“Possessions have no intrinsic meaning only the meaning we give them.” – Source
During TheMinimalists latest podcast (at least latest while I’m writing this, it might not be the latest, when you are reading this), a woman named Maggie (apologize if I’ve spelled it wrong) asked a question about minimalism lifestyle, looking up to other minimalists and this concept of ‘not feeling minimalist enough’.
I think just like with a lot of movements and lifestyles, you’ll have the extremists like Connor from Thriving Minimalist and you’ll also have people like me that find comfort in clutter free life. Contrary to Connor I still wear underwear and I can’t fit all my belongings in a backpack. Yet? (Who knows.)
Personally, I go trough times when my charity bags fill up to the brim in a matter of hours because I’m feeling an intense need to get rid of stuff. Other times I’m happy to have a bit more around. For example, at the moment I am going trough a very busy time at university and I kid you not I have around 20 different library book lying all over my bedroom floor. While this arrangement is annoying me tremendously, I also know that I need these books for the numerous assignments I am working on.
When considering the definition of minimalism, its origins come from art, sculpting, and design characterized by simple forms, deliberate lack of decoration and adornment in design. My trusty source for minimalist ideas TheMinimalists simply defines minimalism as a tool in assisting you finding freedom.
Personally, minimalism has two purposes for me:
And while I heartfully admire and respect Collin Wright from Exile Lifestyle (I have the biggest crush, honestly his colinismyname YouTube channel is legendary) I could not possess only 51 things and travel all over the world. Yet, at least. It simply isn’t feasible for me. This isn’t me making excuses, it’s the reality that I live in at the moment. Or Leo Babauta, what him and his family do is absolutely incredible, juggling six children and accomplishing awesome challenges like running a 50-mile ultramarathon. I’ve read of his journey and I’m awestruck by him, but his lifestyle would not fit into my life.
There is no such thing as ‘not being minimalist enough’, like with many concepts in life, you have to assess it personally, figure out your own meaning of it. TheMinimalists in their podcast talked about Cal Newport’s article on digital minimalism and the evaluation of the values he suggests could easily be applied to anyone’s life. Traditionally minimalism suggests assessing items by asking whether this ‘thing’ adds value or joy to your life. Newport in the article further breaks it down when evaluating an item’s value and suggests considering:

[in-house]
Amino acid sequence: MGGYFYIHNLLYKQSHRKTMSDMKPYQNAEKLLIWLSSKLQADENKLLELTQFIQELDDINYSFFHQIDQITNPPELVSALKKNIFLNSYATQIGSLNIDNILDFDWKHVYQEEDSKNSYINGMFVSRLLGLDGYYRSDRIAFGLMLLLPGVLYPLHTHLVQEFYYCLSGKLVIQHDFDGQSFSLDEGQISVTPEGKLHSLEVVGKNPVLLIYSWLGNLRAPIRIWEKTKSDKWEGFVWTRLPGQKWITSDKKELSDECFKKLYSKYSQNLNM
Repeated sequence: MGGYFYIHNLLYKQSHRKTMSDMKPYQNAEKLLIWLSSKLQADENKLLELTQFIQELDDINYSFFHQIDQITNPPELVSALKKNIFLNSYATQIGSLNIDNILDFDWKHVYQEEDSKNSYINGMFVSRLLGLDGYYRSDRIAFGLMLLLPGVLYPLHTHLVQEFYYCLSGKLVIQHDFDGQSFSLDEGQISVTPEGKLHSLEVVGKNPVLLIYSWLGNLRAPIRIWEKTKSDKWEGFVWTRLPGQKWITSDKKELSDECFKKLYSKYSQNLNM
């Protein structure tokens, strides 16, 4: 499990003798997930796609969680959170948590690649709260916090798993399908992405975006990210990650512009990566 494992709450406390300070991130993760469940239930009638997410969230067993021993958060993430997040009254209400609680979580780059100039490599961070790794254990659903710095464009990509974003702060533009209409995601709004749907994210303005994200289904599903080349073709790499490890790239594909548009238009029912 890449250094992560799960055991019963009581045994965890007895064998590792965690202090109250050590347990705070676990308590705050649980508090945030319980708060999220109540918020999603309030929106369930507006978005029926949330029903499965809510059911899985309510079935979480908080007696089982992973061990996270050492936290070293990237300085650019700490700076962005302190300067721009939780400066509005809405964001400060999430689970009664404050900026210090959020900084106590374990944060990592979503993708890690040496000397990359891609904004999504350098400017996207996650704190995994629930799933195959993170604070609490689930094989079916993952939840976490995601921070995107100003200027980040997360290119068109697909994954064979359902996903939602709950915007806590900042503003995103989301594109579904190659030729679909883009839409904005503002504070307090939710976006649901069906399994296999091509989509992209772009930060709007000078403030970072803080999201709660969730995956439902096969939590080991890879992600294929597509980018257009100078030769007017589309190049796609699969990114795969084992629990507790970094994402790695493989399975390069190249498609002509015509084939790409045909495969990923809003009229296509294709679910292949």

- core value: does this item significantly impacts your life to an extent where you can’t live without it;
- minor value: does this item offer you some moderate positive benefits in the moment;
- invented value: does this item only solve a problem that previously did not exist prior to you acquiring this item.
For someone owning an electric toothbrush would be an invented value because you then have to consider charging it, changing the head etc. but for me, that is a core value of my routine, simply to some dental health is more important than others. Would that make one of us more of a minimalist than other? I think not.
The same principles can be applied to your ‘just in case items’, items that hypothetically you think you might need one day, but you are not sure and your ‘just for when items’, items that you are certain you will need at some point in the future but not right now. I can best explain this with an example of my life, I currently live in the UK where the winters are not too cold (I still own a light coat) this is my ‘just for when item’ because I know I will need it when fall comes around. However, when I used to live in Latvia I had to have a full-on waterproof snowboarding type of jacket for winter because it would get very cold. At the time this was a core value item for me. If I were to save this jacket, when I moved to the UK, it would become a ‘just in case item’ because realistically I would never wear it simply because the weather in England doesn’t require it. This sort of thought process is what, in my opinion, truly makes someone minimalist.
I believe minimalism has nothing to do with the amount of stuff one possesses or what their daily routine looks like, it’s about assessing your possessions and determining whether or not these items enrich your life or is the ‘want’ coming from the influence of our consumption-hungry society.
That is all for today, feel free to consider this in your own time and until next time, when I come up with some other blabber I wish to share on here, go spread some kindness!